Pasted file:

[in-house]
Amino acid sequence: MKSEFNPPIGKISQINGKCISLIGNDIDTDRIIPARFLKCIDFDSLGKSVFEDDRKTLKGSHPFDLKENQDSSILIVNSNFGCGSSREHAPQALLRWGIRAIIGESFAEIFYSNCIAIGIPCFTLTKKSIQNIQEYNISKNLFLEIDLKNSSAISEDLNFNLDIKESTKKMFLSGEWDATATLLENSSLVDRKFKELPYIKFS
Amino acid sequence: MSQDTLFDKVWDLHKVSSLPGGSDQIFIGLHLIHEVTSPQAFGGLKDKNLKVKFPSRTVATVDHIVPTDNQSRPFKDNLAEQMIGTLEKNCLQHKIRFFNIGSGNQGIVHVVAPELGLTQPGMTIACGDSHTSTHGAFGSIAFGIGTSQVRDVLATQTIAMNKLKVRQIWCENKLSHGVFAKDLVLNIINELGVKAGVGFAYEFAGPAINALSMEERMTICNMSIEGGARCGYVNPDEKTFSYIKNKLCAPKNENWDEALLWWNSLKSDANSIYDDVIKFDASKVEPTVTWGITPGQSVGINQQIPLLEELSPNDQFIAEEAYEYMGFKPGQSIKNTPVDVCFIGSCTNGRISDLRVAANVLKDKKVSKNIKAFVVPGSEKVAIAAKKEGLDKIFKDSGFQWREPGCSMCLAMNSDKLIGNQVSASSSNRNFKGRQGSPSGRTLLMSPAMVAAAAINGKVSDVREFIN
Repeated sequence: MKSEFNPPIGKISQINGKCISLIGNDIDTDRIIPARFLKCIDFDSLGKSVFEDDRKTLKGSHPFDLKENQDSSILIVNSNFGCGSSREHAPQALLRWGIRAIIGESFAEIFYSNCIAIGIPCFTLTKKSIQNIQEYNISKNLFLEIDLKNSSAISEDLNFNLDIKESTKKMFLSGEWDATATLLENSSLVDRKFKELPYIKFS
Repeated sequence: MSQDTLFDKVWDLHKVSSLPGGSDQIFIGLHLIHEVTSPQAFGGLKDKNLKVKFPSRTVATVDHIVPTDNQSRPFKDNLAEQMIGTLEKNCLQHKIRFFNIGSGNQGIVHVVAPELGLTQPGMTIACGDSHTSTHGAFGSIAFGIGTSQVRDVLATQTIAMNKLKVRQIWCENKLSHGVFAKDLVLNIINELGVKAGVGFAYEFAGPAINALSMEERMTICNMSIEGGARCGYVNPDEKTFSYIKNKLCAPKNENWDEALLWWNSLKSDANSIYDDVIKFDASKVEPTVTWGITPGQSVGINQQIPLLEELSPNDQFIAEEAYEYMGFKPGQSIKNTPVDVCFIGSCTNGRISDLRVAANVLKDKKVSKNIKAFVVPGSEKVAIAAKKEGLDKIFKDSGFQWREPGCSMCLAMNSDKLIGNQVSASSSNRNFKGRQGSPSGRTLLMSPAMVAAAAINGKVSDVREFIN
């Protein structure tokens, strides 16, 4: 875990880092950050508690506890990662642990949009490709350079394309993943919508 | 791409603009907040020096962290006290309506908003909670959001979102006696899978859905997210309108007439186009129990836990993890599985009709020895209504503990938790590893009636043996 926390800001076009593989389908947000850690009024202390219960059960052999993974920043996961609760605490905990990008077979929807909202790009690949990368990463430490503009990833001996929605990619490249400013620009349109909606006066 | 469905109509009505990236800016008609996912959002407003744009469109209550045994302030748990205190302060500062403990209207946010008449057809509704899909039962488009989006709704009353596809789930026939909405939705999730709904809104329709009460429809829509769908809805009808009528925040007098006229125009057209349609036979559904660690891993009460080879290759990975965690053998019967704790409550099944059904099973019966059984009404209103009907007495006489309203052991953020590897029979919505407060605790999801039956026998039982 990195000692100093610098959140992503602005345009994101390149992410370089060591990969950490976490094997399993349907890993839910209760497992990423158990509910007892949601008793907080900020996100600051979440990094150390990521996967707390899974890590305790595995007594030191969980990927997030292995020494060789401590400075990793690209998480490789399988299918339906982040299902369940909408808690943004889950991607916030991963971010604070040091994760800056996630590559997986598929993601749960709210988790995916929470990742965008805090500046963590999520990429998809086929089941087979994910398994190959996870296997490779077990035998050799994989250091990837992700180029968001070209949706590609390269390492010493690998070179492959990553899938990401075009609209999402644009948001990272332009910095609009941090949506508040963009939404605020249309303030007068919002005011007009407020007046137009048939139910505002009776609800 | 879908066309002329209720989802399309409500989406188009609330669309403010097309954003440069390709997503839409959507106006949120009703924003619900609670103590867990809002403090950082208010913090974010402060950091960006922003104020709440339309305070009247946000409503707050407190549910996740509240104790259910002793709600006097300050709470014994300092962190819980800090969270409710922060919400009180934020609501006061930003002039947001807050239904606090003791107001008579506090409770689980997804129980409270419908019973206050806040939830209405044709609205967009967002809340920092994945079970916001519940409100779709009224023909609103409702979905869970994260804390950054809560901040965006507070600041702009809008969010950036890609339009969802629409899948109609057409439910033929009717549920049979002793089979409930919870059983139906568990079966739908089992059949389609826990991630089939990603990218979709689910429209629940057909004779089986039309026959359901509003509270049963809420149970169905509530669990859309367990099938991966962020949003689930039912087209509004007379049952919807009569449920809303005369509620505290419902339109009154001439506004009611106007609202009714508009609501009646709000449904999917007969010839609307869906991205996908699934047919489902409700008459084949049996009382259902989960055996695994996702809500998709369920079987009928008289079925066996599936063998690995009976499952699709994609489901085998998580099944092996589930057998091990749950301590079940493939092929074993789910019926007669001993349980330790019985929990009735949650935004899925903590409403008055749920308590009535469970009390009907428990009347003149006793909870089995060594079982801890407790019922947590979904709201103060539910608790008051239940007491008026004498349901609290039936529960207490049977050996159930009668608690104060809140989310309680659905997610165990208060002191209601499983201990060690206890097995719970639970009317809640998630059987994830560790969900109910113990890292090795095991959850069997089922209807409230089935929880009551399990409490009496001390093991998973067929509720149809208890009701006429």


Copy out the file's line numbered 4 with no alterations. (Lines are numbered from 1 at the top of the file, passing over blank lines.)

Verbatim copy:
Repeated sequence: MKSEFNPPIGKISQINGKCISLIGNDIDTDRIIPARFLKCIDFDSLGKSVFEDDRKTLKGSHPFDLKENQDSSILIVNSNFGCGSSREHAPQALLRWGIRAIIGESFAEIFYSNCIAIGIPCFTLTKKSIQNIQEYNISKNLFLEIDLKNSSAISEDLNFNLDIKESTKKMFLSGEWDATATLLENSSLVDRKFKELPYIKFS